- The Seventh Victim (1943) as Dr. Louis Judd
- The Falcon and the Co-eds (1943) as Tom Lawrence
- The Falcon Out West (1944) as Tom Lawrence
- A Night of Adventure (1944) as Mark Latham
- The Falcon in Mexico (1944) as Tom Lawrence
- The Falcon in Hollywood (1944) as Tom Lawrence
- Two O'Clock Courage (1945) as Ted 'Step' Allison
- The Falcon in San Francisco (1945) as Tom Lawrence
- Whistle Stop (1946) as Lew Lentz
- The Falcon's Alibi (1946) as Tom Lawrence
- Criminal Court (1946) as Steve Barnes
- The Falcon's Adventure (1946) as Tom Lawrence
- Lost Honeymoon (1947) as Dr. Robert 'Bob' Davis
- Fun on a Weekend (1947) as Jefferson Van Orsdale Jr.
- Repeat Performance (1947) as John Friday
- The Challenge (1948) as Capt. Hugh 'Bulldog' Drummond
- 13 Lead Soldiers (1948) as Capt. Hugh 'Bulldog' Drummond
- The Checkered Coat (1948) as Dr. Michael Madden
- One Touch of Venus (1948) as Whitfield Savory
- Bungalow 13 (1948) as Christopher Adams
- I Cheated the Law (1949) as John Campbell
- The Great Plane Robbery (1950) as Ned Johnson
- Painting the Clouds with Sunshine (1951) as Bennington Lansing
- Bride of the Gorilla (1951) as Dr. Viet
- Confidence Girl (1952) as Roger Kingsley
- Peter Pan (1953) as Narrator (voice)
- Tarzan and the She-Devil (1953) as Fidel
- Park Plaza 605 (1953) as Norman Conquest
- Blood Orange (1953) as Tom Conway, private investigator
- Paris Model (1953) as Maharajah of Kim-Kepore
- Prince Valiant (1954) as Sir Kay
- Barbados Quest (1955) as Tom Martin
- Breakaway (1955) as Tom 'Duke' Martin
- The She-Creature (1956) as Timothy Chappel
- The Last Man to Hang? (1956) as Sir Roderick Strood
- Death of a Scoundrel (1956) as Gerry Monte aka Sabourin
- Operation Murder (1957) as Dr. Wayne
- Voodoo Woman (1957) as Dr. Roland Gerard
- The Atomic Submarine (1959) as Sir Ian Hunt
- 12 to the Moon (1960) as Dr. Feodor Orloff
- One Hundred and One Dalmatians (1961) as Quizmaster / Collie (voice)
- What a Way to Go! (1964) as Lord Kensington (final film) (uncredited)
- Obituary Variety, 26 April 1967.
- Mayer, Geoff (2012). Historical Dictionary of Crime Films. Scarecrow Press. p. 94. ISBN 9780810879003.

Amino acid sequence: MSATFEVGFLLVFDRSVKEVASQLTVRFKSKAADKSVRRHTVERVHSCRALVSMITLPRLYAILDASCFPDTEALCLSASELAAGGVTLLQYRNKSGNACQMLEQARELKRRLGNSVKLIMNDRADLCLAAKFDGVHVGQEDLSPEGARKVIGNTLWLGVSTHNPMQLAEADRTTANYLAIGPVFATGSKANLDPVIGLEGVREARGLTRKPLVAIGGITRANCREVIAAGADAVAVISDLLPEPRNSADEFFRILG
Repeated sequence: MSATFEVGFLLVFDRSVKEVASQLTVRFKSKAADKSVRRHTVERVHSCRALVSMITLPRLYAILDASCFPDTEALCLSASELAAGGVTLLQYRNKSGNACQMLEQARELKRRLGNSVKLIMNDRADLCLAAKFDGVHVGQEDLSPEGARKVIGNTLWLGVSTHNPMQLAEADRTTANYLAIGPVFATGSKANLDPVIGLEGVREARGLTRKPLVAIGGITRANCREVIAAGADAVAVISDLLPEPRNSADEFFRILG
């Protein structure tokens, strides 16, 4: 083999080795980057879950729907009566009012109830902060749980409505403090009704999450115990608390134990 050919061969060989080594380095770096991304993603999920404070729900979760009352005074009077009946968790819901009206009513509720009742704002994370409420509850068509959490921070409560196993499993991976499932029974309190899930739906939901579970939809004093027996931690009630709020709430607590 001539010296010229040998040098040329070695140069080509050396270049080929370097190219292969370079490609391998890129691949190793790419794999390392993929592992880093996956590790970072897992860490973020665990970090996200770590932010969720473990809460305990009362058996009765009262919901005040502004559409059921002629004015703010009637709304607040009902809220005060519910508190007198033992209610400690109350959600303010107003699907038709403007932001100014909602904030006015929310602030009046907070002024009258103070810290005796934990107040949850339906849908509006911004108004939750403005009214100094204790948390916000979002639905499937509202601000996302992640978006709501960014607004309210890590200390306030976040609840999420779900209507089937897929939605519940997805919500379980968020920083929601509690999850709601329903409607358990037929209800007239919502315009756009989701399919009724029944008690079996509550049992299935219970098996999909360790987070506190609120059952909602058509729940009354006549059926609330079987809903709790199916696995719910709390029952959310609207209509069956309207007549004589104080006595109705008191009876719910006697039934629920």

- Maurice Geraghty to David Zinman, Saturday Afternoon at the Bijou, Castle Books, 1973; p. 222.
- "Screen News Here and in Hollywood". The New York Times. 24 March 1942. ProQuest 106288290.
- "George Montgomery is chosen for a lead role with Gene Tierney in 'China Girl'". The New York Times. 12 May 1942. ProQuest 106446031.
- "Paulette Goddard is Signed by Korda: Will Be Seen in 'True Story of Carmen,' Based on Merimee Novel – Henry V' Due Dietrich in Paramount Film of Local Origin". The New York Times. 17 June 1946. p. 32.
- Terrace, Vincent (1999). Radio Programs, 1924–1984: A Catalog of More Than 1800 Shows. McFarland & Company, Inc. ISBN 978-0-7864-4513-4. p. 293.
- Terrace, Vincent (2011). Encyclopedia of Television Shows, 1925 through 2010. McFarland & Company, Inc. ISBN 978-0-7864-6477-7. p. 656.
- Tim Brooks and Earle Marsh, The Complete Directory to Prime Time and Cable TV Shows, 1946 – present. New York City: Random House Publishing Co., 2003. 2010. ISBN 978-0307483157. Retrieved 5 January 2011.
- "Tom Conway has operation". Los Angeles Times. 5 October 1956. ProQuest 166991571.
- "Tom Conway sued by wife". Los Angeles Times. 16 June 1953. ProQuest 166481167.
- "Offers of aid deluge actor tom Conway". Los Angeles Times. 15 September 1965. ProQuest 155289621.
- Maldin, D. (16 September 1965). "Offers pour in for actor". Los Angeles Times. ProQuest 155293842.
- Mauldin, D. (23 September 1965). "Letters still pouring in for actor Conway". Los Angeles Times. ProQuest 155298637.
- "Actor Tom Conway of movies and TV". The Washington Post, Times Herald. 26 April 1967. ProQuest 143266294.
- "Tom Conway, star of nearly 300 movies, dies in hospital". Los Angeles Times. 25 April 1967. ProQuest 155633849.